This blog is based on an article published in Social Policy and Society. Click here to access the article.
Families are diversifying, but cuts to key support services are making it harder for agencies to respond to this when working with families. The last decade has seen rises in single parent families, cohabiting (unmarried) parents, multifamily households, same-sex parent families, transnational families and changes in gendered caring norms. In the UK, austerity and welfare reform has also made life harder for the most vulnerable families. This is alongside significant cuts to Local Authority (LA) spending on children’s services. Although family forms are more varied and demand for family support is rising, cuts to social care are significantly reducing the scope and the nature of support that is available.
The diversification of family forms is, to varying degrees, acknowledged in state level policy and legislation. For example, The Children Act (1989) and Working Together to Safeguard Children (2018) both prescribe how diversity should be approached by professionals working with families. LAs are advised that “children and their parents should be considered as individuals and that family structures, culture, religion, ethnic origins and other characteristics should be respected”. However, little is known about how such legislature translates into practice.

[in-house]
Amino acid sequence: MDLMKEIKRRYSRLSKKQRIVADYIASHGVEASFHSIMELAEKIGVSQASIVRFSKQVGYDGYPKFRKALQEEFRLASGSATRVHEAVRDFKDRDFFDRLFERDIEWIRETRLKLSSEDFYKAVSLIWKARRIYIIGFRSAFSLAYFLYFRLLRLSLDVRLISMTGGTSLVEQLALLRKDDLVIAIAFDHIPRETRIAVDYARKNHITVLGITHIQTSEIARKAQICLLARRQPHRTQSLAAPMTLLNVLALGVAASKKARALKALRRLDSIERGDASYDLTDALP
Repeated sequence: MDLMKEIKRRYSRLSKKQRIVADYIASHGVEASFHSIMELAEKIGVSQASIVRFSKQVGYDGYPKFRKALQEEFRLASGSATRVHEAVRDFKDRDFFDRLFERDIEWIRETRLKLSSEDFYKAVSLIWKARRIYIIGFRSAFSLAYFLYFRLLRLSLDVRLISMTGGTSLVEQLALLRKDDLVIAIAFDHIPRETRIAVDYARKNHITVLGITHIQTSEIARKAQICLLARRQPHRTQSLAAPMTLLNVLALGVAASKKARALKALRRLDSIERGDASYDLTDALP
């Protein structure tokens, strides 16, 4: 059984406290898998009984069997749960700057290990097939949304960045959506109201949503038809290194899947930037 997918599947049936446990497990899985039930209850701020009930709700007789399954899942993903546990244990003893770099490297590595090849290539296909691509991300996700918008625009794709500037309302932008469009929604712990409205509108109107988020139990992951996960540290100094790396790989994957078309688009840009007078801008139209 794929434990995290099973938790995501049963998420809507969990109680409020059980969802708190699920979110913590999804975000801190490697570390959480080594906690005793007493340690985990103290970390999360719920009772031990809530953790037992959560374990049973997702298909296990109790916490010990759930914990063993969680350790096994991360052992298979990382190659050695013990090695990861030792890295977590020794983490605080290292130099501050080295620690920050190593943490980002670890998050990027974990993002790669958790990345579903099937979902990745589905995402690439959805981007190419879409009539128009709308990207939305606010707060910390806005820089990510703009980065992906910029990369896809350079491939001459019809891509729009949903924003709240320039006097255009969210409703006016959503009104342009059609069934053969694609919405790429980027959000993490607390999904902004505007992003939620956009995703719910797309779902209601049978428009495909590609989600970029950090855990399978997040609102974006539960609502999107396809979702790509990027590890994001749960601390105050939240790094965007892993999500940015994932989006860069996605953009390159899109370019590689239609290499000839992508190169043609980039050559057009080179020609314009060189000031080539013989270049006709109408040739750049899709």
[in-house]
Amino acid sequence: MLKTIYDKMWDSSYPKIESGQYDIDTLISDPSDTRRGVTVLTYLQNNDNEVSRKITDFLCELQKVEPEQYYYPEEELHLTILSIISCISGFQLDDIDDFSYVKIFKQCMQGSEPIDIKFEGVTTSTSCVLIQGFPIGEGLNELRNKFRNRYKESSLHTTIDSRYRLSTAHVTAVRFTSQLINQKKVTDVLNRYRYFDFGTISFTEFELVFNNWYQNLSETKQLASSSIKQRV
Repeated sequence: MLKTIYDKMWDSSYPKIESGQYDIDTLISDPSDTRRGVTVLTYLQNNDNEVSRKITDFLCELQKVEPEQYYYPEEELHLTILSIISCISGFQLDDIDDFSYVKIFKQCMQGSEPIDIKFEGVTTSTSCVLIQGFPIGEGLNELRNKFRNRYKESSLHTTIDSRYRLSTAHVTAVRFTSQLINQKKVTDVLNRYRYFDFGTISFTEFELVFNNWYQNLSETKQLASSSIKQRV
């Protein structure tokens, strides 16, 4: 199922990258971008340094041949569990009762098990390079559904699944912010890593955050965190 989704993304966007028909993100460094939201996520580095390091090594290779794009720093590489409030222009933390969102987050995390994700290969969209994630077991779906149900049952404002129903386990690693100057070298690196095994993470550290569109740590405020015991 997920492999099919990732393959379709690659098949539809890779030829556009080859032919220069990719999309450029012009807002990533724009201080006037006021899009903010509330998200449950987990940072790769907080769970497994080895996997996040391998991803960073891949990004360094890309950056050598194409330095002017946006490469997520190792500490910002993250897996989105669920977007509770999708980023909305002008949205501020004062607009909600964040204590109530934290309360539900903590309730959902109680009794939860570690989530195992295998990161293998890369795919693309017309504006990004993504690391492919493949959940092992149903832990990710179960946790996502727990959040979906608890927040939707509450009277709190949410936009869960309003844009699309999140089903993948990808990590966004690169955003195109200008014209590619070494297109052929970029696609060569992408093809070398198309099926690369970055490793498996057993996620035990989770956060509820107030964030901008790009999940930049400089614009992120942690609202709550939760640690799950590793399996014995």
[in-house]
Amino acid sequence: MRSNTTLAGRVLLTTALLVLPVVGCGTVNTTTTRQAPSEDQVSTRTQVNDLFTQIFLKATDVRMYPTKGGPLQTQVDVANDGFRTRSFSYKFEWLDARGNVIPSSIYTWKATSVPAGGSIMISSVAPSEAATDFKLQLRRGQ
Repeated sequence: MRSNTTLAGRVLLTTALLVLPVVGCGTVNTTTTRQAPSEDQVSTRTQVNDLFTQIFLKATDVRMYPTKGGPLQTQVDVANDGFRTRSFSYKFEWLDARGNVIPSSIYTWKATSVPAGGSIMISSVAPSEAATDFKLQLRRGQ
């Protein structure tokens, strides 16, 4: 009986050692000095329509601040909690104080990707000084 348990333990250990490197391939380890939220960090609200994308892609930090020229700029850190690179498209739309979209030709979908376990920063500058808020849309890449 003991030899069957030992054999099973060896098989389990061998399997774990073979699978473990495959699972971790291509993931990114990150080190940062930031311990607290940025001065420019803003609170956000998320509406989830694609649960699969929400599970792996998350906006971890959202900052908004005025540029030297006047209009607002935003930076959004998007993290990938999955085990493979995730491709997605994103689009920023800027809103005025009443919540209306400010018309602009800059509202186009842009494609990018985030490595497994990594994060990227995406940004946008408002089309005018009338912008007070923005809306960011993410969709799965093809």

Our respective studies (the Nuffield funded Child Welfare Inequalities Project [CWIP] and the NORFACE funded Family Complexity in Social Work [FACSK] project) have explored how family complexity and circumstance feature in the everyday decision making of child and family social workers. Social workers are positioned at the interface between the family and the state. As such, we sought to explore how social workers coped with family diversity and complexity in times of scarcity and crisis.
Both studies found that, when prompted, social workers recognised the complex and multifaceted nature of contemporary British family life. Despite this, in practice, social work decisions were shaped and limited by various factors, including: time and workload pressures; risk averse practice cultures; formulaic assessment processes; the reduction in family support services; and traditional expectations of ‘family’, particularly those related to cultural and gendered norms.
One research site had a growing Eastern and Central European population. Families from these communities were routinely described by social workers as ‘different’ and displaying ‘unacceptable’ parenting practices. Yet, when prompted, social workers acknowledged that many migrant families faced financial hardship, employment precarity, and limited family support which sometimes resulted in children being left ‘home alone’. However, with limited access to resources themselves, social workers could not routinely offer these migrant families what they needed. In some instances, this led to unrealistic expectations being set, like the need to identify suitable childcare during working hours, without any practical, financial or extended family support.